Our Alabama DUI lawyers understand that being involved in a motor vehicle accident can have a major effect on your case.
According to a recent articlein the Idaho Statesmen, a police officer was engaged in a routine traffic stop when a Ford F-150 sideswiped the police cruiser. The driver then allegedly sped away from the scene of the accident. Fortunately, the police officer was still in the vehicle during the crash and not standing between his car and the suspect’s car.
The police officer proceeded to follow the suspect and eventually pulled him over. Once the officer had pulled over the suspect, he administered the Standardized Field Sobriety Tests (SFSTs) and placed the suspect under arrest. It was alleged that the driver’s Blood Alcohol Concentration (BAC) was twice the legal limit.
After the suspect was placed under arrest, the officer went to the hospital where he was treated and released.
Being involved in a car accident during a DUI arrest may make the situation much more serious. First of all, if you leave the scene of an accident, you can also be charged with hit-and-run in addition to DUI. Alabama Code Title 32, Chapter 10 provides that leaving the scene of an automobile accident involving only property damages is a class A misdemeanor, whereas a hit-and-run that involved personal injury or death can be charged as a class C felony.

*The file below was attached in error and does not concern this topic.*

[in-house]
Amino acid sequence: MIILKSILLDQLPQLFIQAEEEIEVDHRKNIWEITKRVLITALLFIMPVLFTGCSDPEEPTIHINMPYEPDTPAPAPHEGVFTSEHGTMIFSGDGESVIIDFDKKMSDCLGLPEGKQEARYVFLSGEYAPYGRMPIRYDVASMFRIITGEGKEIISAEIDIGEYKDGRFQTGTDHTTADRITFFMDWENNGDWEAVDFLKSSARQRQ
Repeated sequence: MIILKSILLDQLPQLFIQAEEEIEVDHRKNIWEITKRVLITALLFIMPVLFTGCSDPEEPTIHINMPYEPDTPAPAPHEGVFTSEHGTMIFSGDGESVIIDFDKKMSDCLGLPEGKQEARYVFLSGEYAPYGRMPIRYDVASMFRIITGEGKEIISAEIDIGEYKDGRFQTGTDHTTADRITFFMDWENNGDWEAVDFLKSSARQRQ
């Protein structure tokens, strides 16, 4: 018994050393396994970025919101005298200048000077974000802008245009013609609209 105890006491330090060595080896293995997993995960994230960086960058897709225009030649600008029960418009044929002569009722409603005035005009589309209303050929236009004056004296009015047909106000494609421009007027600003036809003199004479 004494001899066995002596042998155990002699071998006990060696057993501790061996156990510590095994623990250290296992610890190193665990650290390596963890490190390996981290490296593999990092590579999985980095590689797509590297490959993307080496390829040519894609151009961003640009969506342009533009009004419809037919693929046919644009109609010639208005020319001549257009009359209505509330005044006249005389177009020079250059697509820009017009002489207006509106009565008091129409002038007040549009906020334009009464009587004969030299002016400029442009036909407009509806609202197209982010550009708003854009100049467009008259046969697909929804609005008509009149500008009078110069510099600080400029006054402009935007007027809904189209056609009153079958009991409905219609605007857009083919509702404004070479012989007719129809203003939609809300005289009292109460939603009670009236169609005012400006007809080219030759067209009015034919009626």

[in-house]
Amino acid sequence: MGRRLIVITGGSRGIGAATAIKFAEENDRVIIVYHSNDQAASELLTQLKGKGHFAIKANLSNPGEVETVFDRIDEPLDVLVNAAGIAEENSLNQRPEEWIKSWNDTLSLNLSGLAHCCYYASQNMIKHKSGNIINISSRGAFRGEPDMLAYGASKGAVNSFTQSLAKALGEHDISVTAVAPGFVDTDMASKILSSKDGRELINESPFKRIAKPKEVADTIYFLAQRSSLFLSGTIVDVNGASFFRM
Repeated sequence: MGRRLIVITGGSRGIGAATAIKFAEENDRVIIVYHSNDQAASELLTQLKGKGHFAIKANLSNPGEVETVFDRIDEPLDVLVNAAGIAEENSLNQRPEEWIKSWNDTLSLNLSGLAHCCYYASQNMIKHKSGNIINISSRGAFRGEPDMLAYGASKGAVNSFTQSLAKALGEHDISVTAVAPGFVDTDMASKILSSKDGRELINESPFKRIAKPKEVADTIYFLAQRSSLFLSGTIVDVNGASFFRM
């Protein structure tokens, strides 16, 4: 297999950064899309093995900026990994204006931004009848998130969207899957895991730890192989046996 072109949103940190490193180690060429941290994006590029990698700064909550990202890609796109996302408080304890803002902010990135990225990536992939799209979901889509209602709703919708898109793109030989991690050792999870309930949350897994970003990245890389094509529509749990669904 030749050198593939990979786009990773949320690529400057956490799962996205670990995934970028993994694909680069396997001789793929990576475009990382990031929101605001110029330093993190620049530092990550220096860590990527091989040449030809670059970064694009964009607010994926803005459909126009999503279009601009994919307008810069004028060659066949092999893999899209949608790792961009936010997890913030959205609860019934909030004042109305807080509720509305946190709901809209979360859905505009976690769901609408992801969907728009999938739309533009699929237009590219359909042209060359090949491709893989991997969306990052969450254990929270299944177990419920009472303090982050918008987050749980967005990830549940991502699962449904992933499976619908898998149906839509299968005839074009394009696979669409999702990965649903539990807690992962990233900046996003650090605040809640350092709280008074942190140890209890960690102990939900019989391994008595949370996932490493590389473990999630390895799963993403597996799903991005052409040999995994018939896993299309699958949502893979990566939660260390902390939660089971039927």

In addition to being charged for the hit-and-run, there is also the risk that someone else could be injured during a police chase. These charges may be far worse than having a DUI on your record. The reason for this is that the risk to the safety of others is the reason that DUI enforcement is such a priority in this court. A traffic stop is one of the most dangerous things that an officer will be required to do in his or her duties as a police officer. Police even refer to the area between a suspect’s car and a police cruiser as the kill zone, due the risk of being hit by another car.
If you are involved in an accident and have been drinking, it is best to stay on the scene but not answer any of the officer’s questions. This does not mean denying things, because, as your DUI lawyer will tell you, a denial can be just as a difficult to deal with as an admission of guilt during your DUI trial. It is best to simply inform the officer that you are not answering any questions or taking any tests without first speaking with your attorney.
Yet another complication may arise in a DUI case involving a car accident. It is not uncommon for police who have taken a DUI suspect to the hospital to ask doctors to have an extra blood sample taken so that it can be analyzed for the presence of drugs and alcohol, which could create additional evidence against you.